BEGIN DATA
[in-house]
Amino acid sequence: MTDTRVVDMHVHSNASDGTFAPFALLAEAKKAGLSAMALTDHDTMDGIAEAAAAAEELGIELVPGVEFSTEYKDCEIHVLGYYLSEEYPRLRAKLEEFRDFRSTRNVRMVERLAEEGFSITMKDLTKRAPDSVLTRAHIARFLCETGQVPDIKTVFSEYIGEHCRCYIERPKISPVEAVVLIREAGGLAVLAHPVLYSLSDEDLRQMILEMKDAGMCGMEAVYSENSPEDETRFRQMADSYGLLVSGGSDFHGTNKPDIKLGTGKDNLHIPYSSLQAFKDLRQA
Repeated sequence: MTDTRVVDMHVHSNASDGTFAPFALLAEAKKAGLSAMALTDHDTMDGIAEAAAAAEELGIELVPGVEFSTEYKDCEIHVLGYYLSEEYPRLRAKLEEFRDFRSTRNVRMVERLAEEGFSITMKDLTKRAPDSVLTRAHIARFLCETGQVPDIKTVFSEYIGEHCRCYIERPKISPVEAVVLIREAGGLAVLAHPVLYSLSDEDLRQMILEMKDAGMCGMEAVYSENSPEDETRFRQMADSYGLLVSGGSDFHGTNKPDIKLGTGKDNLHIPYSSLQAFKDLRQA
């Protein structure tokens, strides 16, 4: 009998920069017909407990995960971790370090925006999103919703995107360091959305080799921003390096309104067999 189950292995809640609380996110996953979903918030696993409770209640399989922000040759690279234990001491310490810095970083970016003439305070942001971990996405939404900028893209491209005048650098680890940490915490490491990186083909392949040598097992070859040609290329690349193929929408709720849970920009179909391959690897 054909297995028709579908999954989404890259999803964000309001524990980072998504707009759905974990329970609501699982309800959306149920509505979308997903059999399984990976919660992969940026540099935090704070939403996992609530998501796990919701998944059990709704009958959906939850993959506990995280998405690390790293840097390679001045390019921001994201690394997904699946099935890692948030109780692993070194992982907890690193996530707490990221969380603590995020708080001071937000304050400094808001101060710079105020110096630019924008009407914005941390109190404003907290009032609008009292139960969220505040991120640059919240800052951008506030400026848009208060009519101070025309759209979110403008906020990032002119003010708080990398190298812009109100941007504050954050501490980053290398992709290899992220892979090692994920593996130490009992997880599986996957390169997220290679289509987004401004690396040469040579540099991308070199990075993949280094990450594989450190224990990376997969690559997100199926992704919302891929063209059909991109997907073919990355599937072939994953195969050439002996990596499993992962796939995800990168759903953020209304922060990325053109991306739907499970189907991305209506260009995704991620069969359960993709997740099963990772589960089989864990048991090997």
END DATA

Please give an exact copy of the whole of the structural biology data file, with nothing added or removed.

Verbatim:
[in-house]
Amino acid sequence: MTDTRVVDMHVHSNASDGTFAPFALLAEAKKAGLSAMALTDHDTMDGIAEAAAAAEELGIELVPGVEFSTEYKDCEIHVLGYYLSEEYPRLRAKLEEFRDFRSTRNVRMVERLAEEGFSITMKDLTKRAPDSVLTRAHIARFLCETGQVPDIKTVFSEYIGEHCRCYIERPKISPVEAVVLIREAGGLAVLAHPVLYSLSDEDLRQMILEMKDAGMCGMEAVYSENSPEDETRFRQMADSYGLLVSGGSDFHGTNKPDIKLGTGKDNLHIPYSSLQAFKDLRQA
Repeated sequence: MTDTRVVDMHVHSNASDGTFAPFALLAEAKKAGLSAMALTDHDTMDGIAEAAAAAEELGIELVPGVEFSTEYKDCEIHVLGYYLSEEYPRLRAKLEEFRDFRSTRNVRMVERLAEEGFSITMKDLTKRAPDSVLTRAHIARFLCETGQVPDIKTVFSEYIGEHCRCYIERPKISPVEAVVLIREAGGLAVLAHPVLYSLSDEDLRQMILEMKDAGMCGMEAVYSENSPEDETRFRQMADSYGLLVSGGSDFHGTNKPDIKLGTGKDNLHIPYSSLQAFKDLRQA
């Protein structure tokens, strides 16, 4: 009998920069017909407990995960971790370090925006999103919703995107360091959305080799921003390096309104067999 189950292995809640609380996110996953979903918030696993409770209640399989922000040759690279234990001491310490810095970083970016003439305070942001971990996405939404900028893209491209005048650098680890940490915490490491990186083909392949040598097992070859040609290329690349193929929408709720849970920009179909391959690897 054909297995028709579908999954989404890259999803964000309001524990980072998504707009759905974990329970609501699982309800959306149920509505979308997903059999399984990976919660992969940026540099935090704070939403996992609530998501796990919701998944059990709704009958959906939850993959506990995280998405690390790293840097390679001045390019921001994201690394997904699946099935890692948030109780692993070194992982907890690193996530707490990221969380603590995020708080001071937000304050400094808001101060710079105020110096630019924008009407914005941390109190404003907290009032609008009292139960969220505040991120640059919240800052951008506030400026848009208060009519101070025309759209979110403008906020990032002119003010708080990398190298812009109100941007504050954050501490980053290398992709290899992220892979090692994920593996130490009992997880599986996957390169997220290679289509987004401004690396040469040579540099991308070199990075993949280094990450594989450190224990990376997969690559997100199926992704919302891929063209059909991109997907073919990355599937072939994953195969050439002996990596499993992962796939995800990168759903953020209304922060990325053109991306739907499970189907991305209506260009995704991620069969359960993709997740099963990772589960089989864990048991090997």